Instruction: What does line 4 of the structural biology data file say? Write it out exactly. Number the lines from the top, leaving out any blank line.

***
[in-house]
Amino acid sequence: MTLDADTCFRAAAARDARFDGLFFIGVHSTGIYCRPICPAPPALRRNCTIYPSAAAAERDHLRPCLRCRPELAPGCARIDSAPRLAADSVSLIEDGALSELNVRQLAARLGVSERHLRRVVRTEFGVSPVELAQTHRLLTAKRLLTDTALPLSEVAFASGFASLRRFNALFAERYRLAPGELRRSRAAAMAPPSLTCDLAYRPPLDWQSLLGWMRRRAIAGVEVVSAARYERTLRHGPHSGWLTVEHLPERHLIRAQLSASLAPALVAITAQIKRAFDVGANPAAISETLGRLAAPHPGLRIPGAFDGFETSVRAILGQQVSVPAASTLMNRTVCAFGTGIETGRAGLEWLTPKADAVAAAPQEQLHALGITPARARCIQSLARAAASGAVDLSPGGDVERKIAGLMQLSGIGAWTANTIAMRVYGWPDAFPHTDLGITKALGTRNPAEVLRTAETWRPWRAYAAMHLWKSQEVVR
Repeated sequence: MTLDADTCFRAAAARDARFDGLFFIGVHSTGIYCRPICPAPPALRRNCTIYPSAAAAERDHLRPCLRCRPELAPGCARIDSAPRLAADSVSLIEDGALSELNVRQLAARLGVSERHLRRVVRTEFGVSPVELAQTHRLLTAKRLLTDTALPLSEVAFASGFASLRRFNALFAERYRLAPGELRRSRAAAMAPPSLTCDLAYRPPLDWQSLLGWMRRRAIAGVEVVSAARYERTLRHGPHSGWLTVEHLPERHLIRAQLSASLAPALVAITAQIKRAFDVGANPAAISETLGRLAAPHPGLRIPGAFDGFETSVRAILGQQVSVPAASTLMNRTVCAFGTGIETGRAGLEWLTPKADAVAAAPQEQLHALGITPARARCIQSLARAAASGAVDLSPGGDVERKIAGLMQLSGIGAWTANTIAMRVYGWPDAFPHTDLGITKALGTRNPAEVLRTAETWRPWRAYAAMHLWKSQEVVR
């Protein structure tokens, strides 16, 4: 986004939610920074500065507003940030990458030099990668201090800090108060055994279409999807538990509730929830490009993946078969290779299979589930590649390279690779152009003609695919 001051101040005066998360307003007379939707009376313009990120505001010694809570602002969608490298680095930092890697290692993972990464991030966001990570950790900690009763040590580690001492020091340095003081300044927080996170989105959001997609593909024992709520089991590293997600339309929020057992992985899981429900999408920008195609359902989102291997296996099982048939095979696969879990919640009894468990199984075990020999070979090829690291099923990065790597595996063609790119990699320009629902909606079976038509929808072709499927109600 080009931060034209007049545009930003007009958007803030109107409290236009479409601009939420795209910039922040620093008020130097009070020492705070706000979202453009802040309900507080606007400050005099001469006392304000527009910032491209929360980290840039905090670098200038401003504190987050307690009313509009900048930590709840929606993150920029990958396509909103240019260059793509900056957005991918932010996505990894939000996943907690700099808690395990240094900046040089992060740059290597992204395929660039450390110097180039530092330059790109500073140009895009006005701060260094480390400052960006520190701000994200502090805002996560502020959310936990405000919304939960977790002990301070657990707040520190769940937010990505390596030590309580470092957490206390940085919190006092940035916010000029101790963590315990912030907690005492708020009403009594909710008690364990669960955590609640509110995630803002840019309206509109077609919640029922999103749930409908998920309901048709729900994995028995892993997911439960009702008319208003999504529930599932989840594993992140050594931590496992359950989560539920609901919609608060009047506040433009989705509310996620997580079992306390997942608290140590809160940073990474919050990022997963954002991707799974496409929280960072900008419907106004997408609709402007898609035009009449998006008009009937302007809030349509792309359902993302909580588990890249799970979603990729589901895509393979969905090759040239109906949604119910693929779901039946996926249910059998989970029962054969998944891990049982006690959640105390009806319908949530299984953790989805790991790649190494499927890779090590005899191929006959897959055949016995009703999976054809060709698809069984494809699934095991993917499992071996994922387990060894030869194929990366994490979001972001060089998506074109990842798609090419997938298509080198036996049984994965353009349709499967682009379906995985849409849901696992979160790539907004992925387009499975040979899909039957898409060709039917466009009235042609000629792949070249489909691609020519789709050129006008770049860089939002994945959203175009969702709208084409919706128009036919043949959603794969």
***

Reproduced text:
């Protein structure tokens, strides 16, 4: 986004939610920074500065507003940030990458030099990668201090800090108060055994279409999807538990509730929830490009993946078969290779299979589930590649390279690779152009003609695919 001051101040005066998360307003007379939707009376313009990120505001010694809570602002969608490298680095930092890697290692993972990464991030966001990570950790900690009763040590580690001492020091340095003081300044927080996170989105959001997609593909024992709520089991590293997600339309929020057992992985899981429900999408920008195609359902989102291997296996099982048939095979696969879990919640009894468990199984075990020999070979090829690291099923990065790597595996063609790119990699320009629902909606079976038509929808072709499927109600 080009931060034209007049545009930003007009958007803030109107409290236009479409601009939420795209910039922040620093008020130097009070020492705070706000979202453009802040309900507080606007400050005099001469006392304000527009910032491209929360980290840039905090670098200038401003504190987050307690009313509009900048930590709840929606993150920029990958396509909103240019260059793509900056957005991918932010996505990894939000996943907690700099808690395990240094900046040089992060740059290597992204395929660039450390110097180039530092330059790109500073140009895009006005701060260094480390400052960006520190701000994200502090805002996560502020959310936990405000919304939960977790002990301070657990707040520190769940937010990505390596030590309580470092957490206390940085919190006092940035916010000029101790963590315990912030907690005492708020009403009594909710008690364990669960955590609640509110995630803002840019309206509109077609919640029922999103749930409908998920309901048709729900994995028995892993997911439960009702008319208003999504529930599932989840594993992140050594931590496992359950989560539920609901919609608060009047506040433009989705509310996620997580079992306390997942608290140590809160940073990474919050990022997963954002991707799974496409929280960072900008419907106004997408609709402007898609035009009449998006008009009937302007809030349509792309359902993302909580588990890249799970979603990729589901895509393979969905090759040239109906949604119910693929779901039946996926249910059998989970029962054969998944891990049982006690959640105390009806319908949530299984953790989805790991790649190494499927890779090590005899191929006959897959055949016995009703999976054809060709698809069984494809699934095991993917499992071996994922387990060894030869194929990366994490979001972001060089998506074109990842798609090419997938298509080198036996049984994965353009349709499967682009379906995985849409849901696992979160790539907004992925387009499975040979899909039957898409060709039917466009009235042609000629792949070249489909691609020519789709050129006008770049860089939002994945959203175009969702709208084409919706128009036919043949959603794969």